Researchers at Rutgers University have developed VibWrite, a low-cost, minimal-power smart access system that can authenticate users by sensing their finger vibrations.
"Everyone's finger bone structure is unique, and their fingers apply different pressures on surfaces, so sensors that detect subtle physiological and behavioral differences can identify and authenticate a person," says Rutgers professor Yingying Chen.
The researchers note VibWrite combines passcode, behavioral, and physiological properties, and it permits users to opt for personal identification numbers, lock patterns, or gestures as methods for gaining secure access. Any solid surface can be used as a verification surface with the device, which includes an inexpensive vibration motor and receiver.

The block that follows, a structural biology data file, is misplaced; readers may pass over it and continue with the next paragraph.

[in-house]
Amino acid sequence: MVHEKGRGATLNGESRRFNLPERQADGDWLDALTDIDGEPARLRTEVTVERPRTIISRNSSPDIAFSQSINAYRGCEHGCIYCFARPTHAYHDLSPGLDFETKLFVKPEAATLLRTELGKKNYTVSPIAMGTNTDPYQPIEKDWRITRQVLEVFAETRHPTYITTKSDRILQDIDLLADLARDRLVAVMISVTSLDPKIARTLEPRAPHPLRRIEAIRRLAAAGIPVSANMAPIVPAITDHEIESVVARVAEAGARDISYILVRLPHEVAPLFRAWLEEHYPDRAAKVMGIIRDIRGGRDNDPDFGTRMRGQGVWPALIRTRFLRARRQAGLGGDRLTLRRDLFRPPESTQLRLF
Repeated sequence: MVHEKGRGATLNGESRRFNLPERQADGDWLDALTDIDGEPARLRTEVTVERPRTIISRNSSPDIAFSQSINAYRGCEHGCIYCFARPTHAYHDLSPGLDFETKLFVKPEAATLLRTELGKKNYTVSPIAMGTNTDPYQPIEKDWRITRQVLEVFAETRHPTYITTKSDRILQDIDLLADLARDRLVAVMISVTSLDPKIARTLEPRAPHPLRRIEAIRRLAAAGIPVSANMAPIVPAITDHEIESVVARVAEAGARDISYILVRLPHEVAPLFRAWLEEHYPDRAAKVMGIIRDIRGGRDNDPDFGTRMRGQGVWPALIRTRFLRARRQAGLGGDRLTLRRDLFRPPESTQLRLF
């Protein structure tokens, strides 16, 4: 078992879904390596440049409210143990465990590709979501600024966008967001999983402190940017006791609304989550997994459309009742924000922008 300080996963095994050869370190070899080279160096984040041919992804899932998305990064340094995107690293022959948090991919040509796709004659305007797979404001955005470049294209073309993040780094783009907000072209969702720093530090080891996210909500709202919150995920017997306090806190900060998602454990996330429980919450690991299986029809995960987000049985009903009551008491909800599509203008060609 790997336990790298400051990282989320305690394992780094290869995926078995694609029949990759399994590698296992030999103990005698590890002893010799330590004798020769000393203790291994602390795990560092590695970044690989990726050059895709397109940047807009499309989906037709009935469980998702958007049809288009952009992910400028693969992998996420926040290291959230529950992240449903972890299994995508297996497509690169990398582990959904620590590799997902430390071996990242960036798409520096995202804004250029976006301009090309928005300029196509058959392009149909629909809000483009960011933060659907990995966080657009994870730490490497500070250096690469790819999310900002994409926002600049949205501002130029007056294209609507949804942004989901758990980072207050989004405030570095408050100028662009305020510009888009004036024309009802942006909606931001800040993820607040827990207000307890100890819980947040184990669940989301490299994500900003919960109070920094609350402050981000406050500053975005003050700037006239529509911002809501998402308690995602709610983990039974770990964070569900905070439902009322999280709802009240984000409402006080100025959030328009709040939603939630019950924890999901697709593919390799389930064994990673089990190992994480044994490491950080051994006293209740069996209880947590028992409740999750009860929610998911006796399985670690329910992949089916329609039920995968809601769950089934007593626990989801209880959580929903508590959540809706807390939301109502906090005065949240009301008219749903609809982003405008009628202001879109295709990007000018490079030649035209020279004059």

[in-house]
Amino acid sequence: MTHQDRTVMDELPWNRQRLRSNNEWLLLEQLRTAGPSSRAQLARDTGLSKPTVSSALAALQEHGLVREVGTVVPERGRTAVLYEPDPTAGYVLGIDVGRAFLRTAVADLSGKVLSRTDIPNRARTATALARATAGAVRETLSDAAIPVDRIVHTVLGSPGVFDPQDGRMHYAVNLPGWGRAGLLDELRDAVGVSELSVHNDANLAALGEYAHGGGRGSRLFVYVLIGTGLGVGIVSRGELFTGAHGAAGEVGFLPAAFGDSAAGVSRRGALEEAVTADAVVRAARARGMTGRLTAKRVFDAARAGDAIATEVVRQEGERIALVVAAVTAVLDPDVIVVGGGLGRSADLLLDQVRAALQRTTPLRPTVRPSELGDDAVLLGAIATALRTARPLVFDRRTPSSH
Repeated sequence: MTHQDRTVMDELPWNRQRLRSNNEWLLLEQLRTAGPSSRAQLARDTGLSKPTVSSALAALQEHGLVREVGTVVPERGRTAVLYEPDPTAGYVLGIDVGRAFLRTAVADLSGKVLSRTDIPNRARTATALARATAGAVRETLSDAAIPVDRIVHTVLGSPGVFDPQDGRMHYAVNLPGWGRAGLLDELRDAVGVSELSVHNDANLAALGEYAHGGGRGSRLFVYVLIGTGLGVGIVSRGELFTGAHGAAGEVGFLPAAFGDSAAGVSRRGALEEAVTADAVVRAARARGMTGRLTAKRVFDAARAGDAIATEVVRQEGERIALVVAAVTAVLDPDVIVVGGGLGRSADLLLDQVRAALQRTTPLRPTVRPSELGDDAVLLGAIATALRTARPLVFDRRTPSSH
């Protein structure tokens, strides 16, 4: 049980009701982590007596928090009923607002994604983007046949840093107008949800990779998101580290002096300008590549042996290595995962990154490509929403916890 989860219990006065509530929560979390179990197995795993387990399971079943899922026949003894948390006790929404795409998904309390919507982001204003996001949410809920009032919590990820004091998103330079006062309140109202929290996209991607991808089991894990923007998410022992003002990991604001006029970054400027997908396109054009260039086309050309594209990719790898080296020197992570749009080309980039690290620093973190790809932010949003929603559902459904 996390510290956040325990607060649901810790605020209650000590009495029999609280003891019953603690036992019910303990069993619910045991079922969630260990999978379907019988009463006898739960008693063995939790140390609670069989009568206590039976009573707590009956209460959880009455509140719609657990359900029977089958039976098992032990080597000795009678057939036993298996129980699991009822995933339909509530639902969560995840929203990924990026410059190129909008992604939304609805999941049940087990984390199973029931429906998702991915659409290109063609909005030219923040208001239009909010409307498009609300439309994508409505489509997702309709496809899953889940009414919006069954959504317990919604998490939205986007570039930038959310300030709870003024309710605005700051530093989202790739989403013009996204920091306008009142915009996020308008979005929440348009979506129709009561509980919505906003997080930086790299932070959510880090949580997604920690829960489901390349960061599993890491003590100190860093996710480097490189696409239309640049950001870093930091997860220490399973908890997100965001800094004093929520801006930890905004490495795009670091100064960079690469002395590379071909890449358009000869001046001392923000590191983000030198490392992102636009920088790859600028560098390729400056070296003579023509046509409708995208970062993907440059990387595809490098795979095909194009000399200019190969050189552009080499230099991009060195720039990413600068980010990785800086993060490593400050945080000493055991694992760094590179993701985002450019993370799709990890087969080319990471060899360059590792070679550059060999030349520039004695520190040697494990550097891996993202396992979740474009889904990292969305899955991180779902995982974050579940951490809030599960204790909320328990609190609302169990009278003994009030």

During testing, VibWrite authenticated legitimate users with more than 95% accuracy and a false positive rate of less than 3%.
A paper on the technology was presented Sunday at the ACM Conference on Computer and Communications Security (CCS 2017) in Dallas, TX.
From Rutgers Today
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Abstracts Copyright © 2017 Information Inc., Bethesda, Maryland, USA
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